FOXBORO — Foxboro’s Planning Board put a temporary halt to the Kraft Group’s plans for land use on Rte. 1 last night – requesting that actual proposals drive zoning changes rather than vague preemptive measures that could, for instance, allow casino development before specifics are known.
After a third round of public commentary, Foxboro planners unanimously shot down two of three zoning changes submitted by the Kraft Group that would have permitted a casino or commuter rail.
About 300 Foxboro, Walpole and Norfolk residents packed the Ahern Middle School auditorium in Foxboro for a public hearing in response to Patriots owner Robert Kraft’s meeting last weekend with casino developer Steve Wynn. The two met to reportedly discuss a casino on 200-acres of Kraft-owned land in Foxboro’s economic development area overlay district across from Gillette Stadium.
The Kraft Group submitted three zoning changes for the district in late September. One called for the use of wind turbines and other renewable energy sources, another for bus and train facilities and a third for large-scale facilities for business and entertainment use.
The majority of the people at last night’s hearing feared the third amendment in particular since the measure could allow a casino on Rte. 1 at the Foxboro-South Walpole border.
The Foxboro Planning Board will continue public hearing on the amendment for wind turbines in February, but chairman Kevin Weinfeld said the Kraft Group needs to start over on the other two amendments.
“We hope, more likely, they’ll submit something that is project specific, something that will allow us to craft zoning that is appropriate for the use as opposed to being a broad stroke, a lot of things allowed in this basket that could wind up being too general,” he said.
Representatives from the Kraft Group were not at the meeting. The Kraft Group did submit a letter requesting an extension of the public hearing regarding the wind turbine article. Foxboro planning board members will continue that discussion in February.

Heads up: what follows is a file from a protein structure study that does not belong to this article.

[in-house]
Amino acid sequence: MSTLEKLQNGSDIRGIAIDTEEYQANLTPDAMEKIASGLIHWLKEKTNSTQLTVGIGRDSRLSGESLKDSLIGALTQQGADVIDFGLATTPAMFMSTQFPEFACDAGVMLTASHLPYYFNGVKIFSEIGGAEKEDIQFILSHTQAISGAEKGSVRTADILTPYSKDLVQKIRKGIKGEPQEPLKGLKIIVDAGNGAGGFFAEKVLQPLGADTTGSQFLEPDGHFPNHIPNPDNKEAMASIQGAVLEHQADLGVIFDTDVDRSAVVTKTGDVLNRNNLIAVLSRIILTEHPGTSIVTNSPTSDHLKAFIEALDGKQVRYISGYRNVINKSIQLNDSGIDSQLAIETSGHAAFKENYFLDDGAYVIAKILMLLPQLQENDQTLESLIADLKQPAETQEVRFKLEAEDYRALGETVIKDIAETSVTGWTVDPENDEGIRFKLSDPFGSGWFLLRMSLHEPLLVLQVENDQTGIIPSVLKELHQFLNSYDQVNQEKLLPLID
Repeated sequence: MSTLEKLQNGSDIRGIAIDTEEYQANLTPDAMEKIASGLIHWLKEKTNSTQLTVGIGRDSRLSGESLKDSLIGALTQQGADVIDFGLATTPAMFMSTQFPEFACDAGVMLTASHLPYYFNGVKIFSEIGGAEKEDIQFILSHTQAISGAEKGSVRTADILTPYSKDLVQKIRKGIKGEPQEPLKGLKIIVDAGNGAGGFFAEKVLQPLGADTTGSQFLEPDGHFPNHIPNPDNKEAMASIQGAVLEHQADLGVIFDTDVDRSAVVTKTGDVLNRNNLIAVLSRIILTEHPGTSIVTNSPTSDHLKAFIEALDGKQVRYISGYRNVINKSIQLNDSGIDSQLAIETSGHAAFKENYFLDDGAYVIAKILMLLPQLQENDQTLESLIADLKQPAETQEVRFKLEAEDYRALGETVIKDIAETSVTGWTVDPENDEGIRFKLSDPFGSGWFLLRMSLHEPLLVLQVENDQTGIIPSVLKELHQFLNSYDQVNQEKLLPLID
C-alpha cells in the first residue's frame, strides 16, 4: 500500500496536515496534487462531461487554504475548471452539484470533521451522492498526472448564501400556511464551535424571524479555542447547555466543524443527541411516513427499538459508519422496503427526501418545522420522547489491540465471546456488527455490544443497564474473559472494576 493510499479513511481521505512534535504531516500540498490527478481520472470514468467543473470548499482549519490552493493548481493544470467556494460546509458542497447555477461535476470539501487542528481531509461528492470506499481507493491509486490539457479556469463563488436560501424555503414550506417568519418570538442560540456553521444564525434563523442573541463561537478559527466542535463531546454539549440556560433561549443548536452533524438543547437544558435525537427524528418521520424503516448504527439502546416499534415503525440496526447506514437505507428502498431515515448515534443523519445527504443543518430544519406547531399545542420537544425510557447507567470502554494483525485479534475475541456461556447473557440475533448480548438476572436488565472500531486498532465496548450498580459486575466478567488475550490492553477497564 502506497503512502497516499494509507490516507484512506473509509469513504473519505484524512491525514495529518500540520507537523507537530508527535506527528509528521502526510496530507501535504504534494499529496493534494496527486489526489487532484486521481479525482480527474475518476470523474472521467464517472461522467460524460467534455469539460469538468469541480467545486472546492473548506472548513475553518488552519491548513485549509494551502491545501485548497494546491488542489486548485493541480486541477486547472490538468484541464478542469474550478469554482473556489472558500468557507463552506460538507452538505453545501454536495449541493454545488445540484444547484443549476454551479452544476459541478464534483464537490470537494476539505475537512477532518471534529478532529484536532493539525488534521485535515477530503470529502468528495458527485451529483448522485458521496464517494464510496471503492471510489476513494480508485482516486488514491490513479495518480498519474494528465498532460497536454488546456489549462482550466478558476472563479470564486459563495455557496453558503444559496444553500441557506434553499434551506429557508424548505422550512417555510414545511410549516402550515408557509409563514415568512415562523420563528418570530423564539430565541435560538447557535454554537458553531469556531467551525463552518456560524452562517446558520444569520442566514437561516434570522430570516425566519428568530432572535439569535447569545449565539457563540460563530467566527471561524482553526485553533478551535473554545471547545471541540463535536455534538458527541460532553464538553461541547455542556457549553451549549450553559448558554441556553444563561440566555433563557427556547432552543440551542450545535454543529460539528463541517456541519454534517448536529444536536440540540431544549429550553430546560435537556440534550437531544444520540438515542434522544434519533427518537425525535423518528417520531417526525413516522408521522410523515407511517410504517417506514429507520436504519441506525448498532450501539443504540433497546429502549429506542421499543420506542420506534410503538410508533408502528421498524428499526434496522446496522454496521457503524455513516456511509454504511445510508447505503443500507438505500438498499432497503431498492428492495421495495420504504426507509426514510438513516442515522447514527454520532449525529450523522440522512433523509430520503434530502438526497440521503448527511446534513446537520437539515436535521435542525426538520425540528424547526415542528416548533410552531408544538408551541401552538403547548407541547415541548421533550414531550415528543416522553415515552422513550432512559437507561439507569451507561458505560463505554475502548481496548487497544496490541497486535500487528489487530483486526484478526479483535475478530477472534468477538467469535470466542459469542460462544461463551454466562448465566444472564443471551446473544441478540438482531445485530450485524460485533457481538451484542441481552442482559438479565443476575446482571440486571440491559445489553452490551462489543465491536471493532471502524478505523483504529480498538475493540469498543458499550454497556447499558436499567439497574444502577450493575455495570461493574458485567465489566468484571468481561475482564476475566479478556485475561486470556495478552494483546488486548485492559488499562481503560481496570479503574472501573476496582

Weinfeld said the board’s decision was not an anti-casino vote, but a vote against “too much generalization.” The Kraft Group could potentially resubmit zoning changes to the Planning Board before Foxboro’s Spring Town Meeting in May.
Several Walpole leaders spoke Thursday night, including Town Administrator Michael Boynton, who was wary that passage of the third amendment would lead to the construction of a casino.
“I found no mention of the word ‘casino’ (in the amendment), but if it walks like a duck and talks like a duck…” he said.
Boynton told the board that the zoning changes would impact Walpole as much or more than Foxboro.
“In this situation, Walpole urges you to take into consideration the human lives who live on the border of Foxboro but don’t necessarily cast a vote,” he said.
“I’ve only gotten negative reaction from constituents, so I ask that you be careful gatekeepers,” Selectman Chris Timson told the Foxboro board. “Whatever you build will be quite impactful on Walpole, so I ask you to make sure you have adequate buffers.”
Selectman Nancy Mackenzie told board members that a casino, or any other large-scale buildings, would alter the “quaint, picturesque” setting of Foxboro and Walpole.
“We all live in suburbs for a reason, and when you hear about a 30 story building, you think of that in an urban area in downtown Boston,” Mackenzie said in an interview, “and we all made choices, and it’s the same. Foxboro, Walpole, Norfolk – we all chose the suburbs, either to come out here or stay here, and that’s what we want to preserve.”
Queens Court resident Ann Marie Kannally told the board the town shouldn’t support zoning that benefits an individual and not the community.
“I’m against the zoning article that a private individual has written for his own land when it has appearances that it doesn’t necessarily benefit the town or neighboring residents,” Kannally said in an interview. “There has not been a single person who’s in favor of this and a grave concern for this from everybody.”
Walpole’s Planning Board submitted a letter to its Foxboro counterparts in October. Members wrote that they were worried about the proposed heights for the wind turbines (500 feet) and buildings (300 feet) as well as language that could have allowed the structures as close as 50 feet to Walpole residents.
The zoning changes could have also allowed certain businesses to building on the land in question without additional scrutiny by town planners by way of the special permitting process.
Weinfeld told the crowd that his board agreed with those points.
“There’s a lot they can do by right in (the economic development district) right now, but these were changes that allowed new things that weren’t there before,” Weinfeld said afterward. “We’ve made indications to them that some of these things would clearly be under special permit only and not by right.”
Last night’s meeting was the first since news of the Kraft-Wynn meeting. Many residents used the hearing as an opportunity to voice their worries about increased crime and traffic. Members of the newly-formed anti-casino group, No Foxboro Casino, were in attendance and have collected more than 1,000 signatures for an anti-casino petition.